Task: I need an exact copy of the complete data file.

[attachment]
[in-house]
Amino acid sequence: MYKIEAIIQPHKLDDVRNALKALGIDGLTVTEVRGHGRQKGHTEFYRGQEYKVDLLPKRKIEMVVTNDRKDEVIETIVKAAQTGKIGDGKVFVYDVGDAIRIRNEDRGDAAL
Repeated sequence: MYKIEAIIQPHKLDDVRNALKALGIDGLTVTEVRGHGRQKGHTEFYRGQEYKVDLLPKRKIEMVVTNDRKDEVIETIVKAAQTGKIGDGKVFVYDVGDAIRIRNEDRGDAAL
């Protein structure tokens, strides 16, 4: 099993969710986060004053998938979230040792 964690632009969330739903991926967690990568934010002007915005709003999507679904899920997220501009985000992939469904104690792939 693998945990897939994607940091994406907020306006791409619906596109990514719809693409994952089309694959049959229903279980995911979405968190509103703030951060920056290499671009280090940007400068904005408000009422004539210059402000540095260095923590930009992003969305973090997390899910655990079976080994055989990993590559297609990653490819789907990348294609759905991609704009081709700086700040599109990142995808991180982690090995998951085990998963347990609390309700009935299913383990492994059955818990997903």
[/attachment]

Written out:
[in-house]
Amino acid sequence: MYKIEAIIQPHKLDDVRNALKALGIDGLTVTEVRGHGRQKGHTEFYRGQEYKVDLLPKRKIEMVVTNDRKDEVIETIVKAAQTGKIGDGKVFVYDVGDAIRIRNEDRGDAAL
Repeated sequence: MYKIEAIIQPHKLDDVRNALKALGIDGLTVTEVRGHGRQKGHTEFYRGQEYKVDLLPKRKIEMVVTNDRKDEVIETIVKAAQTGKIGDGKVFVYDVGDAIRIRNEDRGDAAL
């Protein structure tokens, strides 16, 4: 099993969710986060004053998938979230040792 964690632009969330739903991926967690990568934010002007915005709003999507679904899920997220501009985000992939469904104690792939 693998945990897939994607940091994406907020306006791409619906596109990514719809693409994952089309694959049959229903279980995911979405968190509103703030951060920056290499671009280090940007400068904005408000009422004539210059402000540095260095923590930009992003969305973090997390899910655990079976080994055989990993590559297609990653490819789907990348294609759905991609704009081709700086700040599109990142995808991180982690090995998951085990998963347990609390309700009935299913383990492994059955818990997903």